The modules introduce a variety of approaches, perspectives and theoretical resources for understanding and explaining aspects of Education Policy, Social Diversity and Inclusion. Modules also explore early modern European history c1500-1700, Nineteenth century European History and Holocaust studies.
While the new law formed a part of the widely accepted Post-war consensus agreed to in general by the major parties, one part did generate controversy in the post-war years. Critics on the left attacked grammar schools as elitist because a student had to pass a test at age 11 to get in. Defenders argued that grammar schools allow pupils to obtain a good education through merit rather than through family income. No changes were made. In some areas, notably that of the London County Council, comprehensive schools had been introduced. They had no entrance test and were open to all children living in the school catchment area. However, despite tentative support for 'multilateralism' in secondaries, and a desire to raise the standard of secondary moderns to that of private institutions, from Minister for Education Ellen Wilkinson, the majority of Labour MPs were more concerned with implementing the 1944 Act; her successor George Tomlinson saw this through, although the secondary technicals remained underdeveloped.
In the second year, you have more choice and ownership over your studies, as you pick two Education modules. In general, modules examine topics in more depth and detail, and again, often come from certain perspectives. For example Constructions of Childhood uses a sociological and cultural position, to analyse what it means to be a child in the world; in addition, it asks what childhood means to the world. Whereas Learning in the Early Years examines children, but from a child developmental psychological perspective. Hence, you can pick which ontological position you prefer, or mix and match these contrasting views. There is also a chance to study Harry Potter, which may interest some muggles!
If you are looking for the records of a particular state-funded school you should, in the first instance, contact the nearest local archive. Use the Find an archive tool to find contact details for county and other local archives.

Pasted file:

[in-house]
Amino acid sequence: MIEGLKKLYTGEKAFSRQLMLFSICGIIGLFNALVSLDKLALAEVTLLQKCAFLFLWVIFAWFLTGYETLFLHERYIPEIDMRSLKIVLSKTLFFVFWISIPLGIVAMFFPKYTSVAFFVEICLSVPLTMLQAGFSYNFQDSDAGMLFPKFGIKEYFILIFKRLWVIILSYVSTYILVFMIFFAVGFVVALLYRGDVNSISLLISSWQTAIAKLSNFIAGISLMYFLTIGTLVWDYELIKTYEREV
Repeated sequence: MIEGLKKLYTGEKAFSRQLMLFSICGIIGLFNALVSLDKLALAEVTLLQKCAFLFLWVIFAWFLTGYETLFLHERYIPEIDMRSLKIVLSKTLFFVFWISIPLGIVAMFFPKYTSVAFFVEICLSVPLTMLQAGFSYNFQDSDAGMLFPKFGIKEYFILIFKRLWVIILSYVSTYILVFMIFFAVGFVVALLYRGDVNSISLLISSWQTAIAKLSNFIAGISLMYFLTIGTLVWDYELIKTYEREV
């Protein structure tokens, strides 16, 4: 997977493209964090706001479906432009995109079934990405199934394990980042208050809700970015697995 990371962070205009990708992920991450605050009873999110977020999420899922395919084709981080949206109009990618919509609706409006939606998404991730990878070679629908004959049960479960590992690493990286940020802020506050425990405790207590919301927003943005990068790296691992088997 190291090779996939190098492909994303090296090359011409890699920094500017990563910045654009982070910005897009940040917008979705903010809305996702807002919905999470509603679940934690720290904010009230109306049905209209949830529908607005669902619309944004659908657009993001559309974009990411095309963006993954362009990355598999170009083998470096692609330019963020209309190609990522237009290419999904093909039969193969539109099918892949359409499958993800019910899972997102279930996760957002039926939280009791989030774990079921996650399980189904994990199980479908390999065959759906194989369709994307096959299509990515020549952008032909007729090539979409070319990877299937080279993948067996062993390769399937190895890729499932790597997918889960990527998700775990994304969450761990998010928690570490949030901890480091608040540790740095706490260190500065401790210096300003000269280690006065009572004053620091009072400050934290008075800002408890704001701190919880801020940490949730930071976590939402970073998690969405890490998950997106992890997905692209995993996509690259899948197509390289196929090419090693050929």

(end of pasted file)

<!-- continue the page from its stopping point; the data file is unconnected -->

There were disputes about the movement in the early years. The schools were derisively called "Raikes' Ragged School". Critics thought the schools would weaken home-based religious education, that it might be a desecration of the Sabbath (generally to be used as a day of rest), and that Christians should not be employed on the Sabbath. "Sabbatarian disputes" in the 1790s led many Sunday schools to cease their teaching of writing.
This class will explore the plantations that took place in Ulster during the late sixteenth and early seventeenth centuries. Students will examine the emergence of the idea for plantation in Ireland, why Ulster was regarded as suitable for plantation, and the various endeavours by English and Scots to settle in the north of Ireland, whether by private enterprise or by the state. This will culminate in the official Plantation of Ulster, a 'British' project initiated by James VI and I in the early years of his reign as king of England, Ireland and Scotland. Students will also look at a couple of cases studies of individuals who were involved in plantation, enabling a detailed study of the political, social, economic and confessional reasons why they chose to migrate to and settle in Ireland at this time.
The history of education in England can be documented to the Anglo-Saxons' settlement of England. During the Middle Ages, schools were established to teach Latin grammar to the sons of the aristocracy, as part of preparation also for the entry of some into the clergy and religious orders. The church preserved literacy and learning during this period, and education was closely tied to the religious vocation, in order to read the Bible and related documents. Apprenticeship was the main way for youths to enter practical occupations. Two universities were established in affiliation with the church: the University of Oxford, followed by the University of Cambridge, both related closely to training for clergy. A reformed system of "free grammar schools" was established in the reign of Edward VI.
Until the age of fourteen, the education of children was in the hands of their parents, but supervised by the authorities of their calpōlli. Part of this education involved learning a collection of sayings, called huēhuetlàtolli ("sayings of the old"), that embodied the Aztecs' ideals. Judged by their language, most of the huēhuetlàtolli seemed to have evolved over several centuries, predating the Aztecs and most likely adopted from other Nahua cultures.